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Top 12+ Common Myths about Eggs that Simply Aren't True

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It's time to finally debunk these common myths about eggs that simply aren't true, for once and for all.

Eggs are one of the best, and most affordable, sources of complete protein there is. They are packed with vitamins and nutrients, including Vitamin D and lutein.  

Eggs are so versatile, called for in scads of recipes, both sweet and savory, and are quick to cook up. 

But eggs are also the subject of various myths that simply aren't true. So today I'm going to debunk some of the most common myths I hear about eggs. 


Top 12+ Common Myths about Eggs that Simply Aren't True


Myth #1 |  Brown eggs are more nutritious than white eggs.

The reality is that the nutritional value of an egg is dependent on the diet of the chicken and the freshness of the egg. It has nothing to do with shell color. Brown and white eggs have the same calorie count, vitamins and nutrients, all things being equal.

Eggshell color is dictated by the breed of chicken, nothing more. 


Myth #2 | A chicken's earlobe color or feather color dictates the color egg she lays.

This general rule of thumb can be true, but isn't in all cases. It's very simplistic to make that claim.

Although white Leghorns do lay white eggs, and brown Rhode Island Reds do lay brown eggs, I have chickens with white earlobes that lay blue eggs. I have black chickens that lay green eggs. I have gray chickens that lay tan eggs, and chickens with red earlobes that lay brown eggs, and so on...


Myth #3 | The color of the egg yolk indicates the quality of the hen's life.

This is a tough one because it can be true.  The more of the carotenoid xanthophyll a hen eats, the darker orange her egg yolks will be. Nutritious foods like alfalfa, dandelions, basil, parsley, pumpkins, cabbage and leafy greens all make nice orange egg yolks in happy chickens eating a varied diet on a farm.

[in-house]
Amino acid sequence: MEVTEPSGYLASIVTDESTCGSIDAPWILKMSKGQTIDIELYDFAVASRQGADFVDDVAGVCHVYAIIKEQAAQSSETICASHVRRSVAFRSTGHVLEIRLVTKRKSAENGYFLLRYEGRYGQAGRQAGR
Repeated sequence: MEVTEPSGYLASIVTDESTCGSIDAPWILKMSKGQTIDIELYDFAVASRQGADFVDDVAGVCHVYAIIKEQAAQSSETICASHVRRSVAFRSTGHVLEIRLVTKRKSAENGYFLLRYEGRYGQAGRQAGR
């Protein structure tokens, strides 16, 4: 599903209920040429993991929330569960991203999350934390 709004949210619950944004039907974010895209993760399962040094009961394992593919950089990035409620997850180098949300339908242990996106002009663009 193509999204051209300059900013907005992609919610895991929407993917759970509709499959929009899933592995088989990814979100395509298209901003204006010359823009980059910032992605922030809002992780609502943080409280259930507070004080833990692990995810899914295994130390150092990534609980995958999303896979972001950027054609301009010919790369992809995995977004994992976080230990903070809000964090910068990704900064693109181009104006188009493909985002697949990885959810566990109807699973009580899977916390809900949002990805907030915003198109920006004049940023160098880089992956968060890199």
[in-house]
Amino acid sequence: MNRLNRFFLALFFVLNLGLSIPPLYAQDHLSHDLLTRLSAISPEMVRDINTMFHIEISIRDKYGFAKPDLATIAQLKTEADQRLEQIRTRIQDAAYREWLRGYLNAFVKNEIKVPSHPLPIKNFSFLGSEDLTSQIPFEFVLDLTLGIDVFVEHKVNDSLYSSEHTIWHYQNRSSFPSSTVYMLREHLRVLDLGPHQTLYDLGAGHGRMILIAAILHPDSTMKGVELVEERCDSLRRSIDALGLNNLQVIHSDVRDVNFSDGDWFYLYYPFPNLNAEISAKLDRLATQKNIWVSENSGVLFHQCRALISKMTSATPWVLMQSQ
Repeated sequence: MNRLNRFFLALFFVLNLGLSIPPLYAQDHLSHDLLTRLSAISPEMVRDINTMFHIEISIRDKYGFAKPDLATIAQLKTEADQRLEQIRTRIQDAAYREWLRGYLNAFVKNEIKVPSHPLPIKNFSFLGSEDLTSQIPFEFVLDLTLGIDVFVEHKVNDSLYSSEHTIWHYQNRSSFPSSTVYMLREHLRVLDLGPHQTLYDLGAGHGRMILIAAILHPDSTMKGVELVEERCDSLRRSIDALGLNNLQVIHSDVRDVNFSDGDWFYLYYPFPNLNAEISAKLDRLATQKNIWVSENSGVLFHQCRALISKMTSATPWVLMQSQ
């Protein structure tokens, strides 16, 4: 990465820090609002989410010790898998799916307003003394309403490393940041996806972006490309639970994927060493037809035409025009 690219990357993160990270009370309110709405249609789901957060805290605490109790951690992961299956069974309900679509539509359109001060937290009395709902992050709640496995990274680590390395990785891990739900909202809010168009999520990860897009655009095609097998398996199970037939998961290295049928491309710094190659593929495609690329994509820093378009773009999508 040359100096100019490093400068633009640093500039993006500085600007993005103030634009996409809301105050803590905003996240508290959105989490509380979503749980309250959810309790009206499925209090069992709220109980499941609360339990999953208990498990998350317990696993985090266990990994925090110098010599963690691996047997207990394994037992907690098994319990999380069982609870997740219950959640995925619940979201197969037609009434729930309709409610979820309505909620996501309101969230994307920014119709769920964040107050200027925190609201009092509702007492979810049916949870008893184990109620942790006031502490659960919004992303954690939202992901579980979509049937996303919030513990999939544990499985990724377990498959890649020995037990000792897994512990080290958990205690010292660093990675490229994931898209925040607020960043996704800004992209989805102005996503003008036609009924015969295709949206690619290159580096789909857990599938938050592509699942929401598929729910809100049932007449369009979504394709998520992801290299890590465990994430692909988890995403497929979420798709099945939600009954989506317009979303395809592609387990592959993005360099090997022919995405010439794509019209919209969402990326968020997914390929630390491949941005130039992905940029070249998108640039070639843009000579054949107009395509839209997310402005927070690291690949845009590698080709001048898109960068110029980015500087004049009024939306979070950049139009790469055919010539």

However, commercial feed companies add marigold and corn to their feed to boost the vibrancy of the yolks of the eggs their poor, caged hens lay.


Myth #4 | You need a rooster for hens to lay eggs.

I think the most common misconception when it comes to raising chickens is the idea the you need a rooster in your flock for your hens to lay eggs. Many urban and suburban areas are starting to allow small backyard flocks, however most limit the flocks to hens. 

But no worries, your hens will happily lay an egg almost every day without a rooster. Those eggs will just never hatch into chicks.



Myth #5 | A blood spot in an egg means it's been fertilized.


Another misconception is that a blood spot in an egg means that it's been fertilized. That's incorrect. A blood spot in an egg is simply a ruptured blood vessel that broke while the egg was being formed. 

In order to determine if an egg has been fertilized, you need to look for a white bulls eye on the egg yolk.

Myth #6 | Fertilized eggs are more nutritious than non-fertilized eggs.

Definitely not true. A fertilized egg and a non-fertilized egg are identical in every way, except for the bulls eye on the yolk I mentioned in the previous section - and a tiny bit of rooster DNA.



Myth #7 | Rounded eggs will hatch into hens; pointy eggs will hatch into roosters.

This claim has been going around the internet for years. There is no validity to it unfortunately. Some hens just lay pointy eggs, other lay rounded eggs.